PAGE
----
The Speed Camara Conundrum

Speed cameras are once again in the news as State Senator Jim Brochin wants to curtail their use in inactive construction zones, probably after having read a story in the Baltimore Sun that credited 8,800 tickets to the cameras over a six-week period on three stretches of highway marked as work zones.

As a driver who often struggles to stay within the posted limits, I have no love for devices that promise to surreptitiously expose and punish my bad driving habits. However, as someone who believes in the principle of a society based on the rule of law, I have a difficult time defending my right to evade detection.

Yes, I realize that they’re probably just cash cows for local governments, disguised as traffic safety devices, but if they’re generating a lot of money, that means that there are a lot of scofflaws out there, myself included. If I accept the argument that the ability to evade the law is not a right, if I accept the premise that law enforcement agencies have a responsibility to enforce the law, then I must also find my distaste for the cameras problematic, especially in light of the 12mph “grace zone” granted by the devices.

At the end of the day, to argue against speed cameras is to argue for speeding. Speeding causes accidents by reducing the amount of time a driver has to react to changing situations; speeding makes accidents worse by increasing the velocity of the collision. Therefore, it would be lunacy to be consciously supportive of a behavior that can only be viewed as potentially destructive.

There are positive aspects to speed cameras as well. Speed cameras allow police officers to be somewhere else, doing something more important that hiding in the bushes alongside a highway. It would also stand to reason that they’re also probably conditioning drivers to obey the posted speed limits.

Some call the cameras an unreasonable invasion of privacy, but I don’t buy that. If I’m operating as a government-licensed driver, in my government-licensed vehicle on a government-maintained road, where can be my expectation of privacy? Did I not surrender that when I agreed to be subject to government oversight in exchange for the privilege to operate a motor vehicle publicly?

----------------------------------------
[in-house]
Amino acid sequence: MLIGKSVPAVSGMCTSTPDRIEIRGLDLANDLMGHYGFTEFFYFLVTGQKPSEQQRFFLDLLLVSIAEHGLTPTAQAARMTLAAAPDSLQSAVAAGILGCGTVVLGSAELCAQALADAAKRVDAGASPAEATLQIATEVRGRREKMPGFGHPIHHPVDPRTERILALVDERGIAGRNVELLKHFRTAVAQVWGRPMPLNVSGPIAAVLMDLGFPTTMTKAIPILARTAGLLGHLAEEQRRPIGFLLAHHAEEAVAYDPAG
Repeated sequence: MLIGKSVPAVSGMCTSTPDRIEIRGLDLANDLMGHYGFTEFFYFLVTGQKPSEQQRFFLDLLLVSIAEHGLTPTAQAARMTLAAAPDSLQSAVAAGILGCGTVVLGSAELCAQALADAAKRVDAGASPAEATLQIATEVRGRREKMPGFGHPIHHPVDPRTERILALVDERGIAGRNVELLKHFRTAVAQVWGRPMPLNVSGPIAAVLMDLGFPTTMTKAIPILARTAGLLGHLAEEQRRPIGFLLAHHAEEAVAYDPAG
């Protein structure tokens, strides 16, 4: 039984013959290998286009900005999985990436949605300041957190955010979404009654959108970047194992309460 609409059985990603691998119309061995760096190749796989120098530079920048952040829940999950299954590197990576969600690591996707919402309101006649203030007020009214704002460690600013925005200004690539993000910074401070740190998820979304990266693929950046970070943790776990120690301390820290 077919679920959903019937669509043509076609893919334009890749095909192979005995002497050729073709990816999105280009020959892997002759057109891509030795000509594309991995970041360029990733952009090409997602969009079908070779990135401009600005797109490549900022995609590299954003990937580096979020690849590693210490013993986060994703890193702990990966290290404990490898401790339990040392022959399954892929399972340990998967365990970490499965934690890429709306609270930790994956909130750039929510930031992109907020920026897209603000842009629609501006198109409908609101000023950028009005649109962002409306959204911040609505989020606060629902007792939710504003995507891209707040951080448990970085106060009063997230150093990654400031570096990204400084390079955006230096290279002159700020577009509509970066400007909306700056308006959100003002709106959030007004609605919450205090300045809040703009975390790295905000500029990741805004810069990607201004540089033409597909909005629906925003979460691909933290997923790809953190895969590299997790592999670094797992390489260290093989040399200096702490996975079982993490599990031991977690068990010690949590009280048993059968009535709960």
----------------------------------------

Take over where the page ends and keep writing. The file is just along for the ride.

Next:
And what about police cameras aimed at street corners where drug-trafficking is known to exist? If those are a good idea, why not speed cameras?

Conservatives contend that the devices are just a sneaky way for tax-and-spend liberals to take and spend more of our money. Perhaps, but bear in mind that those contributing their money have at their disposal an easy way to opt-out: stop speeding.

Does all this logic make me feel better about speed cameras? No. Do I now welcome a proliferation of cameras everywhere, as a low-cost, convenient way to promote law abidance? Unequivocally not. Am I left feeling more comfortable with an increasingly intrusive government? Quite the contrary.

What I’m left with is that uneasy “Big Brother Is Watching You” feeling, but without any way to protest rationally. I know there’s something in all this that’s not right, but I don’t know what.

And it’s that intellectual impotence that bothers me the most.

There’s Still The Vikings

Bud Grant

As a kid growing up in Baltimore, I fell in love with the Minnesota Vikings. How did such a strange thing happen? Accidentally, of course.

I first became an NFL fan in 1973 (that was also the year I started playing pee wee football). At that time, my hometown team, the Baltimore Colts, were between two eras: Johnny Unitas & Bert Jones. They were a terrible team, finishing 4-10 in 1973, and then 2-12 in 1974. So, while they were still my number one team, they were difficult to watch.

One NFL Sunday around this time, the living room console television in my parents’ house was tuned to the NFC game, and what I saw were players dressed in awesome purple uniforms, with horns on their helmets. The dirt field was a mess, it was snowing and they didn’t seem to even notice. Their coach stared impassively out at the field while these purple machines consumed their opponents and spit out the remains on the snow-covered ground. On the sidelines, standing next to players who refused to cover up against the cold, was a guy dressed as a Viking, with a shield and a sword and he was screaming in a sort of blind rage. This, I thought, is how professional football ought to look. And at that moment, I fell in love.

The Vikings defense at that time was called “The Purple People Eaters,” and that they did. As I followed their exploits through the playoffs, I watched as they mugged and beat down one team after another on their march to the Super Bowl.

The Purple People Eaters

Their offense was really good, too. Quarterback Fran Tarkenton was famous for scrambling in the pocket, buying time until a receiver came open. It seemed like one always did.

They also had a great running back, Chuck Foreman, who rushed for a thousand yards in three straight seasons (this was in a fourteen game schedule when rushing for a thousand yards meant something).

In the 1970s, the Vikings finished 1st in their division almost every year, and went to three Super Bowls, losing to each of the era’s AFC powerhouses (Dolphins, Steelers, Raiders) once. No matter, I was hooked on the purple, and as any adult will tell you, childhood addictions tend to stay with you forever.